New signing class, same goal for Gamecocks — fix a pass rush among worst in SEC

South Carolina head football coach Will Muschamp added seven defensive linemen on National Signing Day. (AP Photo/Sean Rayford)

COLUMBIA — On what was his final National Signing Day at South Carolina, former head coach Steve Spurrier inked a host of defensive linemen he hoped would turn around the worst pass rush in the SEC. On his first signing day with the Gamecocks, new head coach Will Muschamp tried to do the same.

The Gamecocks signed seven defensive linemen, more players than in any other group, taking yet another stab at rebuilding a unit that finished last in total defense in the SEC in 2015. Two of those players, end Keir Thomas and tackle Stephon Taylor, were ranked among the top 300 prospects nationally by ESPN. Several defensive newcomers could have a chance to contribute immediately, given how much help USC continues to need on that side of the ball.

“Some of these guys will play, because the defense is where I think they need the most help,” said Mike Farrell, national recruiting director at Rivals. “So I think you’re going to see probably eight or nine of these players, possibly double-figures, make an impact on this program right away.”

Thomas, an early enrollee from Miami, is USC’s highest-ranked defensive signee, ranking No. 192 on the ESPN list. But perhaps the most anticipated newcomer is Thomas, a four-star prospect out of New Orleans who chose the Gamecocks over Florida State and Texas, and is ranked the No. 226 player nationally by ESPN.

Muschamp said he’d been recruiting Taylor for three years, going back to his days at head coach at Florida. The 6-4, 285-pound defensive tackle is “a key signing for us,” Muschamp added.

“You can’t coach 6-4 and 300 pounds. He’s got good feet and change of direction. He’s got good length in his arms. I think he’s got 35- or 36-inch arms. Guys that have that length and that girth are hard to find. He’s also got good feet, good change of direction and good lower body flexibility, so he can change the direction in line and get some push in the pocket. ... I identified (him) a long time ago as someone I thought was going to be a very good football player. He’s turned out that way.”

In some ways, USC has been here before. After finishing last in the SEC in sacks and 13th in the league in total defense in 2014, Spurrier loaded up on defensive linemen in his final signing class, signing seven — among them Marquavius Lewis, an end ranked among the best prospects in junior college. Lewis finished last season with three sacks, still good enough for second on a USC team that fell to last in the league in total defense.

Another highly rated addition, junior college end Dante Sawyer, recorded two and a half sacks. Tackle Dexter Wideman, a lauded prospect out of prep school, never made it off the practice squad. End Shameik Blackshear, ranked No. 203 on ESPN’s list last season, played in two games and had his football future thrust into question after being shot in an incident outside a Columbia apartment complex.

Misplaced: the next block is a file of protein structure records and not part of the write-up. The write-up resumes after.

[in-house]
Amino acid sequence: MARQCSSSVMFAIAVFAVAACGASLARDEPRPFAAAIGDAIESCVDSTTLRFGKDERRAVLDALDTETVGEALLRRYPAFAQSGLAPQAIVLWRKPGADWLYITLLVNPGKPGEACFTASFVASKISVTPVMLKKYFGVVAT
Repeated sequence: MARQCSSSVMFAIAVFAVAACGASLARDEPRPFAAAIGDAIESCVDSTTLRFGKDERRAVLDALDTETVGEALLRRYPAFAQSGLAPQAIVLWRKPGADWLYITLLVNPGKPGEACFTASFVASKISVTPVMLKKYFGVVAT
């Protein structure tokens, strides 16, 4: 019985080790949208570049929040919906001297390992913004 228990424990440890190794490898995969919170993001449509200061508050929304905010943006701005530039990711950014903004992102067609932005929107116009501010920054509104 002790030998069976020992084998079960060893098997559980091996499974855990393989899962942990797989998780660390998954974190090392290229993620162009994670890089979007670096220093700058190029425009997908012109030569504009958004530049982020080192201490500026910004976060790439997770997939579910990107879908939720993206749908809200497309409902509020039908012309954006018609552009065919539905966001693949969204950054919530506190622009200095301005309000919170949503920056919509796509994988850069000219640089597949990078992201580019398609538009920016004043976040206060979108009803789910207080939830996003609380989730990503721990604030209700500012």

Clearly, that group did not have the impact Spurrier and first-year defensive coordinator Jon Hoke hoped it would. Now it’s Muschamp’s turn, with a class that in addition to Thomas and Taylor includes ends Griffin Gentry, Darius Whitfield and Dennis Wonnum, and tackles Kobe Smith and Aaron Thompson

“The most exerting thing you do as a football player is pass rush,” Muschamp said. “You run out of gas pretty quickly, so especially early in the season, as hot as it is in Columbia and in the Southeast, you’ve got to have as many as you can to rotate up front. It’s a developmental position. We needed to gain more girth up front. To be able to get Kobe and Stephon and some of those guys to come on board, that was huge for us.”

Defensive line isn’t the only position where newcomers could make an immediate impact. Farrell expects Jamarcus King, a defensive back out of junior college, to develop quickly. “He’s ready to play in college,” Farrell said of King, one of two defensive backs signed along with early enrollee Chris Smith of Rock Hill.

The only linebacker in the class is T.J. Brunson of Columbia, who’ll vie for playing time in a crowded and productive unit that returns all three starters now that rising senior Skai Moore has decided against entering the NFL draft a year early. But with a new head coach in place and a new defensive scheme being installed, everyone is starting afresh.

“I believe everybody has a chance, because it’s a new staff,” Brunson said. “There are some guys there, they have a spring advantage on me. I think if I go in with the right mindset, I’ll be able to contribute somewhere on the field, regardless if that’s starting, special teams, or whatever. I can contribute to the team some way, some how.”

Muschamp reiterated what USC head baseball coach Chad Holbrook said last week: new Gamecocks quarterback Brandon McIlwain, who is on a football scholarship but playing both sports, is a football player first.

“He’ll be full-time football. He’s on a football scholarship,” Muschamp said of the dual-threat quarterback, the highest-rated member of USC’s signing class. “Chad and I have talked a lot about it. We’re on good ground with what we need to do here. When he’s not involved with football, he will be playing baseball.”

McIlwain, who enrolled early to take part in spring practice — where he’s expected to vie for the starting job — began practicing with the baseball team last week. Holbrook said Muschamp would have him whenever he needed him, although he hoped for some consideration if the freshman emerged as a starter in the outfield.

Spring football practice will run concurrent with several of USC’s early SEC baseball series, and Muschamp left no doubt where McIlwain’s priorities will be. Is the freshman expected at every spring practice? “Absolutely,” Muschamp said.